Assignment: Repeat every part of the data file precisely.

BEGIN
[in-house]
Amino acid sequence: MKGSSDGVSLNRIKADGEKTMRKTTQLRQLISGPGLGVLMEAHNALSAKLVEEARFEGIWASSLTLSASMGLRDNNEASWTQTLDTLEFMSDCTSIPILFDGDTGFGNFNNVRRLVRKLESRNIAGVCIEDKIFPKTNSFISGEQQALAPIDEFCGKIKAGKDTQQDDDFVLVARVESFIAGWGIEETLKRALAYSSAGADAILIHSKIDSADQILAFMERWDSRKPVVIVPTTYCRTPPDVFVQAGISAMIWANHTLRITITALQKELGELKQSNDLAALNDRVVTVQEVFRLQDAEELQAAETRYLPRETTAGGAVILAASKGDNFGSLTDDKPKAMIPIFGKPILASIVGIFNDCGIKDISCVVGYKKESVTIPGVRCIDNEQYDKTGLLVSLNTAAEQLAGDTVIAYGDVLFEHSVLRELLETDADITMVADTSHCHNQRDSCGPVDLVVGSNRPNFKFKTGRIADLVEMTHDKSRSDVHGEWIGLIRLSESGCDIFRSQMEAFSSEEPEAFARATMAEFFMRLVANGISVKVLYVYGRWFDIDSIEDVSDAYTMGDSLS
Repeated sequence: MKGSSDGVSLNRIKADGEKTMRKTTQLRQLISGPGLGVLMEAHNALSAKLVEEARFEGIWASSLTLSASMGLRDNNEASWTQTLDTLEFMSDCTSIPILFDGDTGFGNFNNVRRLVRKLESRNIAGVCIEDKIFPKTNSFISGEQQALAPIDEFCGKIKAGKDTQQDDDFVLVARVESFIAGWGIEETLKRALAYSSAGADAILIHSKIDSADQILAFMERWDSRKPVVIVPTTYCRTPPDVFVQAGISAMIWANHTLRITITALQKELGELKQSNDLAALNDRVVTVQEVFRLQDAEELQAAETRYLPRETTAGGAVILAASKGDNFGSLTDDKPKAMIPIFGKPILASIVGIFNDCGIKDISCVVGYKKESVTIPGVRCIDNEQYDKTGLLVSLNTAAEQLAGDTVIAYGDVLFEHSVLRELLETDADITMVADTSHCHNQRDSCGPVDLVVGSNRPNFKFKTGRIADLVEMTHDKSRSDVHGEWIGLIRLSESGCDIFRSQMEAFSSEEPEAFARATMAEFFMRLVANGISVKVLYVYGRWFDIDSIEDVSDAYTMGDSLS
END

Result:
[in-house]
Amino acid sequence: MKGSSDGVSLNRIKADGEKTMRKTTQLRQLISGPGLGVLMEAHNALSAKLVEEARFEGIWASSLTLSASMGLRDNNEASWTQTLDTLEFMSDCTSIPILFDGDTGFGNFNNVRRLVRKLESRNIAGVCIEDKIFPKTNSFISGEQQALAPIDEFCGKIKAGKDTQQDDDFVLVARVESFIAGWGIEETLKRALAYSSAGADAILIHSKIDSADQILAFMERWDSRKPVVIVPTTYCRTPPDVFVQAGISAMIWANHTLRITITALQKELGELKQSNDLAALNDRVVTVQEVFRLQDAEELQAAETRYLPRETTAGGAVILAASKGDNFGSLTDDKPKAMIPIFGKPILASIVGIFNDCGIKDISCVVGYKKESVTIPGVRCIDNEQYDKTGLLVSLNTAAEQLAGDTVIAYGDVLFEHSVLRELLETDADITMVADTSHCHNQRDSCGPVDLVVGSNRPNFKFKTGRIADLVEMTHDKSRSDVHGEWIGLIRLSESGCDIFRSQMEAFSSEEPEAFARATMAEFFMRLVANGISVKVLYVYGRWFDIDSIEDVSDAYTMGDSLS
Repeated sequence: MKGSSDGVSLNRIKADGEKTMRKTTQLRQLISGPGLGVLMEAHNALSAKLVEEARFEGIWASSLTLSASMGLRDNNEASWTQTLDTLEFMSDCTSIPILFDGDTGFGNFNNVRRLVRKLESRNIAGVCIEDKIFPKTNSFISGEQQALAPIDEFCGKIKAGKDTQQDDDFVLVARVESFIAGWGIEETLKRALAYSSAGADAILIHSKIDSADQILAFMERWDSRKPVVIVPTTYCRTPPDVFVQAGISAMIWANHTLRITITALQKELGELKQSNDLAALNDRVVTVQEVFRLQDAEELQAAETRYLPRETTAGGAVILAASKGDNFGSLTDDKPKAMIPIFGKPILASIVGIFNDCGIKDISCVVGYKKESVTIPGVRCIDNEQYDKTGLLVSLNTAAEQLAGDTVIAYGDVLFEHSVLRELLETDADITMVADTSHCHNQRDSCGPVDLVVGSNRPNFKFKTGRIADLVEMTHDKSRSDVHGEWIGLIRLSESGCDIFRSQMEAFSSEEPEAFARATMAEFFMRLVANGISVKVLYVYGRWFDIDSIEDVSDAYTMGDSLS